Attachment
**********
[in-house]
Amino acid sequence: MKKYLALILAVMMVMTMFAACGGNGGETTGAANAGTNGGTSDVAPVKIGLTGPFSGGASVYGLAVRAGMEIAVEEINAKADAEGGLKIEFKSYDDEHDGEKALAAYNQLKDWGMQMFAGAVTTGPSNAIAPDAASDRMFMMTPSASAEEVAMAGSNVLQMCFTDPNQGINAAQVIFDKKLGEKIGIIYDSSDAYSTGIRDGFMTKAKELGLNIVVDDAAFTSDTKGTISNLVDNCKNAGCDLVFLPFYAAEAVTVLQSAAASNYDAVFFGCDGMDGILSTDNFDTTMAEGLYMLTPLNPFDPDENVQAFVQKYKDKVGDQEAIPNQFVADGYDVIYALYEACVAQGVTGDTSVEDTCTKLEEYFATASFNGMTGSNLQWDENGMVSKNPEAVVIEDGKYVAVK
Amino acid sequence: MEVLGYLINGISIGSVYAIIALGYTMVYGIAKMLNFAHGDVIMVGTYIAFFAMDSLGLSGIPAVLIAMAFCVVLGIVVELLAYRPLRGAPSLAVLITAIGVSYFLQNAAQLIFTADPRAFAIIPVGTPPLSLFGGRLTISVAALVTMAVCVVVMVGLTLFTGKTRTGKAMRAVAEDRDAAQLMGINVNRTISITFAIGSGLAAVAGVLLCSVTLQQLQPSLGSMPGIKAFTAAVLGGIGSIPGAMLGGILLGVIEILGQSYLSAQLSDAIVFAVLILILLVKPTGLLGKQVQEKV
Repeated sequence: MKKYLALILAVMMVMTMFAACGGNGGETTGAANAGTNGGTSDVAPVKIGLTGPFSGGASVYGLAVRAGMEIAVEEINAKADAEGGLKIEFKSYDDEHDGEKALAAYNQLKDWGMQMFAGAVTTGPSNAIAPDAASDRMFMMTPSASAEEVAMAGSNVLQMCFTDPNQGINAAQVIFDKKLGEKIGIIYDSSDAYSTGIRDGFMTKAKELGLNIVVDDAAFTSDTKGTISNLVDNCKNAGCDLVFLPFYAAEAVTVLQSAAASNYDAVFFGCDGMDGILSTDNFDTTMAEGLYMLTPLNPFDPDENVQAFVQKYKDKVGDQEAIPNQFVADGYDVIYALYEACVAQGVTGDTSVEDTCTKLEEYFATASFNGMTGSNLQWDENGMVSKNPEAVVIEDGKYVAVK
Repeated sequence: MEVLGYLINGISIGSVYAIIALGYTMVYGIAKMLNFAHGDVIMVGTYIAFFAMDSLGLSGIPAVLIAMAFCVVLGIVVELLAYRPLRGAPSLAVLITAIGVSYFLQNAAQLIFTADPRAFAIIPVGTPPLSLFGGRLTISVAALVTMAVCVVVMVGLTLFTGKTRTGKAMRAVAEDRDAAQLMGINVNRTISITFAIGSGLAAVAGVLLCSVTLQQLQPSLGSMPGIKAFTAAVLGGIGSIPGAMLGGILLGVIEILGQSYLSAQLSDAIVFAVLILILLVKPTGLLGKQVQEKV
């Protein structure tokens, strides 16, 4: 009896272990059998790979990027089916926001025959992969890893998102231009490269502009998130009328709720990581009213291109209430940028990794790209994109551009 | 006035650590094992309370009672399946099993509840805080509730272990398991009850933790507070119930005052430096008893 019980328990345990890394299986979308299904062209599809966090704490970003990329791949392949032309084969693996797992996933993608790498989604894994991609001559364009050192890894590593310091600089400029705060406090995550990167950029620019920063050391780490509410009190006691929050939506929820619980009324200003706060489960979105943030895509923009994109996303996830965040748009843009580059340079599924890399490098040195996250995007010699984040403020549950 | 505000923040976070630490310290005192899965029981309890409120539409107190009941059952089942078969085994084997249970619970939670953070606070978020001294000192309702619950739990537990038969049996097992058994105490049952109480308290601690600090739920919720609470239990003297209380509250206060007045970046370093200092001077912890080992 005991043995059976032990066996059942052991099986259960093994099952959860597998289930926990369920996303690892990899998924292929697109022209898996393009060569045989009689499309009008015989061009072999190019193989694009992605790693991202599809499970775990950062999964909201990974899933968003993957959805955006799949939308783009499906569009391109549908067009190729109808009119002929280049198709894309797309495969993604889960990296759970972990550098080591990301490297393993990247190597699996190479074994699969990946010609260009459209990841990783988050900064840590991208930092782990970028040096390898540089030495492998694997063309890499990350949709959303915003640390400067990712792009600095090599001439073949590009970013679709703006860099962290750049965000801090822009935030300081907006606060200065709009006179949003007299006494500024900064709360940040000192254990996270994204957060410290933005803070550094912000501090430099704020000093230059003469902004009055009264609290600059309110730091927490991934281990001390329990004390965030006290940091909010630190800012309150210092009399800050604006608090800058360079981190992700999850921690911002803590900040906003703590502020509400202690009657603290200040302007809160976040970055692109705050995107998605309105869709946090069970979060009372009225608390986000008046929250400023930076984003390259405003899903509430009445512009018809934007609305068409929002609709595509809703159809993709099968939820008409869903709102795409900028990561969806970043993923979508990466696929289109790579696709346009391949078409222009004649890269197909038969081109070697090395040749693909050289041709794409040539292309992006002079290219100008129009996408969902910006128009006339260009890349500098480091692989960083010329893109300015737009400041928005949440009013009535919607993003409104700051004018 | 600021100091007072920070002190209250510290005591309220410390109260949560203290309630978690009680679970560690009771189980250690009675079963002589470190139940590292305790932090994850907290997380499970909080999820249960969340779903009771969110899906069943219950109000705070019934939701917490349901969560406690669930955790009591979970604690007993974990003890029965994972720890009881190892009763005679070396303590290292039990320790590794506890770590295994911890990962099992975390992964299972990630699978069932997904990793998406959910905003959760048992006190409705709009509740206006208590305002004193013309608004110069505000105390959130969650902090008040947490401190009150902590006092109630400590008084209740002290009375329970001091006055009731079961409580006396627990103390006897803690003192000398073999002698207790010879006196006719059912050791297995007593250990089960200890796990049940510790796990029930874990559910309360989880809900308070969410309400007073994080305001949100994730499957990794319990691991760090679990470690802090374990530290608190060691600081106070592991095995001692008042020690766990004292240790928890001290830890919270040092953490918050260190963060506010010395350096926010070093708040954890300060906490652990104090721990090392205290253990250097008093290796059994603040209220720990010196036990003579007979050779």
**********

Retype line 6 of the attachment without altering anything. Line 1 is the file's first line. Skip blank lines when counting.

């Protein structure tokens, strides 16, 4: 009896272990059998790979990027089916926001025959992969890893998102231009490269502009998130009328709720990581009213291109209430940028990794790209994109551009 | 006035650590094992309370009672399946099993509840805080509730272990398991009850933790507070119930005052430096008893 019980328990345990890394299986979308299904062209599809966090704490970003990329791949392949032309084969693996797992996933993608790498989604894994991609001559364009050192890894590593310091600089400029705060406090995550990167950029620019920063050391780490509410009190006691929050939506929820619980009324200003706060489960979105943030895509923009994109996303996830965040748009843009580059340079599924890399490098040195996250995007010699984040403020549950 | 505000923040976070630490310290005192899965029981309890409120539409107190009941059952089942078969085994084997249970619970939670953070606070978020001294000192309702619950739990537990038969049996097992058994105490049952109480308290601690600090739920919720609470239990003297209380509250206060007045970046370093200092001077912890080992 005991043995059976032990066996059942052991099986259960093994099952959860597998289930926990369920996303690892990899998924292929697109022209898996393009060569045989009689499309009008015989061009072999190019193989694009992605790693991202599809499970775990950062999964909201990974899933968003993957959805955006799949939308783009499906569009391109549908067009190729109808009119002929280049198709894309797309495969993604889960990296759970972990550098080591990301490297393993990247190597699996190479074994699969990946010609260009459209990841990783988050900064840590991208930092782990970028040096390898540089030495492998694997063309890499990350949709959303915003640390400067990712792009600095090599001439073949590009970013679709703006860099962290750049965000801090822009935030300081907006606060200065709009006179949003007299006494500024900064709360940040000192254990996270994204957060410290933005803070550094912000501090430099704020000093230059003469902004009055009264609290600059309110730091927490991934281990001390329990004390965030006290940091909010630190800012309150210092009399800050604006608090800058360079981190992700999850921690911002803590900040906003703590502020509400202690009657603290200040302007809160976040970055692109705050995107998605309105869709946090069970979060009372009225608390986000008046929250400023930076984003390259405003899903509430009445512009018809934007609305068409929002609709595509809703159809993709099968939820008409869903709102795409900028990561969806970043993923979508990466696929289109790579696709346009391949078409222009004649890269197909038969081109070697090395040749693909050289041709794409040539292309992006002079290219100008129009996408969902910006128009006339260009890349500098480091692989960083010329893109300015737009400041928005949440009013009535919607993003409104700051004018 | 600021100091007072920070002190209250510290005591309220410390109260949560203290309630978690009680679970560690009771189980250690009675079963002589470190139940590292305790932090994850907290997380499970909080999820249960969340779903009771969110899906069943219950109000705070019934939701917490349901969560406690669930955790009591979970604690007993974990003890029965994972720890009881190892009763005679070396303590290292039990320790590794506890770590295994911890990962099992975390992964299972990630699978069932997904990793998406959910905003959760048992006190409705709009509740206006208590305002004193013309608004110069505000105390959130969650902090008040947490401190009150902590006092109630400590008084209740002290009375329970001091006055009731079961409580006396627990103390006897803690003192000398073999002698207790010879006196006719059912050791297995007593250990089960200890796990049940510790796990029930874990559910309360989880809900308070969410309400007073994080305001949100994730499957990794319990691991760090679990470690802090374990530290608190060691600081106070592991095995001692008042020690766990004292240790928890001290830890919270040092953490918050260190963060506010010395350096926010070093708040954890300060906490652990104090721990090392205290253990250097008093290796059994603040209220720990010196036990003579007979050779």